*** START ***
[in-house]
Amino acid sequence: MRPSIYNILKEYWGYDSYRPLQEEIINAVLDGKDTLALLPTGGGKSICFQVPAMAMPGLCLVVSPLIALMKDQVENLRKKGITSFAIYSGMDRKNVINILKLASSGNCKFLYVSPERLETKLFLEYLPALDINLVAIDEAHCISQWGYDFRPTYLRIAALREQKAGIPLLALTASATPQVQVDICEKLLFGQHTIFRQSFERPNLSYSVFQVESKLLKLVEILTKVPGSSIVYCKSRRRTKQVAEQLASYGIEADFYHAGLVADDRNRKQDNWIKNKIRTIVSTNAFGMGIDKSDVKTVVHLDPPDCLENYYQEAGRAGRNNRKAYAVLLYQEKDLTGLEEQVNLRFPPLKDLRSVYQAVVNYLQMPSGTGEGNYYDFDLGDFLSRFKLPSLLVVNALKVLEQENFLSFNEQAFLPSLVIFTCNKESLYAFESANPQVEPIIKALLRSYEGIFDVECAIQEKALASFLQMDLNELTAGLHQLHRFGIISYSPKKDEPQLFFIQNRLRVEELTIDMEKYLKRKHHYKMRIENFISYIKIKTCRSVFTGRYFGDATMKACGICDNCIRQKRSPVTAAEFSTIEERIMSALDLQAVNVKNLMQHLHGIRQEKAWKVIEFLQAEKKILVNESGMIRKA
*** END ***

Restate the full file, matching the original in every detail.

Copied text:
[in-house]
Amino acid sequence: MRPSIYNILKEYWGYDSYRPLQEEIINAVLDGKDTLALLPTGGGKSICFQVPAMAMPGLCLVVSPLIALMKDQVENLRKKGITSFAIYSGMDRKNVINILKLASSGNCKFLYVSPERLETKLFLEYLPALDINLVAIDEAHCISQWGYDFRPTYLRIAALREQKAGIPLLALTASATPQVQVDICEKLLFGQHTIFRQSFERPNLSYSVFQVESKLLKLVEILTKVPGSSIVYCKSRRRTKQVAEQLASYGIEADFYHAGLVADDRNRKQDNWIKNKIRTIVSTNAFGMGIDKSDVKTVVHLDPPDCLENYYQEAGRAGRNNRKAYAVLLYQEKDLTGLEEQVNLRFPPLKDLRSVYQAVVNYLQMPSGTGEGNYYDFDLGDFLSRFKLPSLLVVNALKVLEQENFLSFNEQAFLPSLVIFTCNKESLYAFESANPQVEPIIKALLRSYEGIFDVECAIQEKALASFLQMDLNELTAGLHQLHRFGIISYSPKKDEPQLFFIQNRLRVEELTIDMEKYLKRKHHYKMRIENFISYIKIKTCRSVFTGRYFGDATMKACGICDNCIRQKRSPVTAAEFSTIEERIMSALDLQAVNVKNLMQHLHGIRQEKAWKVIEFLQAEKKILVNESGMIRKA